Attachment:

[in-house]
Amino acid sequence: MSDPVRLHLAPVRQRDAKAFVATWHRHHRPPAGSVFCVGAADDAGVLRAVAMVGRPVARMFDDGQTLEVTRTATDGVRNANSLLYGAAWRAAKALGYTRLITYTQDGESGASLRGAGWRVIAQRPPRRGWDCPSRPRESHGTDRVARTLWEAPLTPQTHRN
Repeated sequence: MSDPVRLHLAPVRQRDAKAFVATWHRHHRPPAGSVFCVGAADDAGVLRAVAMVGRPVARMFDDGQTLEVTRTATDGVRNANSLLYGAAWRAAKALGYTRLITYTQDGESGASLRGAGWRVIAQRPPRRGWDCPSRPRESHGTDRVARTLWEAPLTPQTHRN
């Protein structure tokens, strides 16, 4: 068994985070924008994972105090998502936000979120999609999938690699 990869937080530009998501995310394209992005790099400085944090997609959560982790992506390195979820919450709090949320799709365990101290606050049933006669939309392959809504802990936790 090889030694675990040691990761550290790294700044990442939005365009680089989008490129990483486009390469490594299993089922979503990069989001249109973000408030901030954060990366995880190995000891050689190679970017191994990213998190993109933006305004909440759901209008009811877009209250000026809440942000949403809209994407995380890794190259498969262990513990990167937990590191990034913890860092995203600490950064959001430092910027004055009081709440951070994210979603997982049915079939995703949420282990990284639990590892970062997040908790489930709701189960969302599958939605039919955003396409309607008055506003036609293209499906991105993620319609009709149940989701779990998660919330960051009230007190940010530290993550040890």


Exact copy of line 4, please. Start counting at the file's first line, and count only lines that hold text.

């Protein structure tokens, strides 16, 4: 068994985070924008994972105090998502936000979120999609999938690699 990869937080530009998501995310394209992005790099400085944090997609959560982790992506390195979820919450709090949320799709365990101290606050049933006669939309392959809504802990936790 090889030694675990040691990761550290790294700044990442939005365009680089989008490129990483486009390469490594299993089922979503990069989001249109973000408030901030954060990366995880190995000891050689190679970017191994990213998190993109933006305004909440759901209008009811877009209250000026809440942000949403809209994407995380890794190259498969262990513990990167937990590191990034913890860092995203600490950064959001430092910027004055009081709440951070994210979603997982049915079939995703949420282990990284639990590892970062997040908790489930709701189960969302599958939605039919955003396409309607008055506003036609293209499906991105993620319609009709149940989701779990998660919330960051009230007190940010530290993550040890």